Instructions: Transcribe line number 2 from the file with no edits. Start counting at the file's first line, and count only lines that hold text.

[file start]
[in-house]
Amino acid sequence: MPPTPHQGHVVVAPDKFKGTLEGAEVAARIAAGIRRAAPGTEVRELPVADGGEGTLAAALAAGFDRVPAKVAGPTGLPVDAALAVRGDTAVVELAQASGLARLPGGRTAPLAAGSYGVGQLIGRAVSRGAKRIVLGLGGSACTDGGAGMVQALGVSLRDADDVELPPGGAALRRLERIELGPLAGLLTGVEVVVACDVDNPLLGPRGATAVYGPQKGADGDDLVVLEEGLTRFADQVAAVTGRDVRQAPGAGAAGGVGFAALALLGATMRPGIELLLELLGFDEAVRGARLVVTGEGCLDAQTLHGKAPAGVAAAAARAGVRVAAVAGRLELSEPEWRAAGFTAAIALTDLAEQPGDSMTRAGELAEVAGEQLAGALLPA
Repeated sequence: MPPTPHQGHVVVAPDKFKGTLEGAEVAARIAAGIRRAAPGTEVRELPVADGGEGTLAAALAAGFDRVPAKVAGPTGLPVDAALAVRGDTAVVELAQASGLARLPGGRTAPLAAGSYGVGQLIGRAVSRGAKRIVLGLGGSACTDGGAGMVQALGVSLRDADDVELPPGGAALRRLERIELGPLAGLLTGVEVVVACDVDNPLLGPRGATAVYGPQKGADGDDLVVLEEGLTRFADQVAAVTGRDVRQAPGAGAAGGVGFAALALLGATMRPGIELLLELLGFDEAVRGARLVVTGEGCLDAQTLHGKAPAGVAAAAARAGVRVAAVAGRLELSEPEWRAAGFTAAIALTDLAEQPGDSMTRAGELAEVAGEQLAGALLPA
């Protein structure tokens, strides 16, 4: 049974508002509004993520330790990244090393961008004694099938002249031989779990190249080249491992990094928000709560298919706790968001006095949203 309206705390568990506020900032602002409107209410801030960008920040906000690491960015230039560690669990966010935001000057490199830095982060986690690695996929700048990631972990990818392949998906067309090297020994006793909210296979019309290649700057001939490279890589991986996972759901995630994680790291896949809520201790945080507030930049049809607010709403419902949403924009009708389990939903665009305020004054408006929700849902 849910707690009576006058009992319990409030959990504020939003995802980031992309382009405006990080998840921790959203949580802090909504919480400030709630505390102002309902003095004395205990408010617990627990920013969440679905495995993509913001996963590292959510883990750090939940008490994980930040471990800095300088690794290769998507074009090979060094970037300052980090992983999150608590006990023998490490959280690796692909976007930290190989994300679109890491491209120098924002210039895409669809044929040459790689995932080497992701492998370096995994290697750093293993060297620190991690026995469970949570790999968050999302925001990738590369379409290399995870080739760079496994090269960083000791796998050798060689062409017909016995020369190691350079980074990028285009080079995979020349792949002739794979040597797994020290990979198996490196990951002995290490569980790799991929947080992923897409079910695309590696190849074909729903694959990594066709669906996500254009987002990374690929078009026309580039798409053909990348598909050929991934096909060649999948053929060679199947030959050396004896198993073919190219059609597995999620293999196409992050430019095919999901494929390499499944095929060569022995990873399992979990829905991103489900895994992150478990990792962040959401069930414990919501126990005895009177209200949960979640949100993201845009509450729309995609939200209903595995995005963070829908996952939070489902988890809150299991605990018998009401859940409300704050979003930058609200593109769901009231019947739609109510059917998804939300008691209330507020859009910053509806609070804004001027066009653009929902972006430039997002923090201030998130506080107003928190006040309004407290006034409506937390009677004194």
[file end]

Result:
Amino acid sequence: MPPTPHQGHVVVAPDKFKGTLEGAEVAARIAAGIRRAAPGTEVRELPVADGGEGTLAAALAAGFDRVPAKVAGPTGLPVDAALAVRGDTAVVELAQASGLARLPGGRTAPLAAGSYGVGQLIGRAVSRGAKRIVLGLGGSACTDGGAGMVQALGVSLRDADDVELPPGGAALRRLERIELGPLAGLLTGVEVVVACDVDNPLLGPRGATAVYGPQKGADGDDLVVLEEGLTRFADQVAAVTGRDVRQAPGAGAAGGVGFAALALLGATMRPGIELLLELLGFDEAVRGARLVVTGEGCLDAQTLHGKAPAGVAAAAARAGVRVAAVAGRLELSEPEWRAAGFTAAIALTDLAEQPGDSMTRAGELAEVAGEQLAGALLPA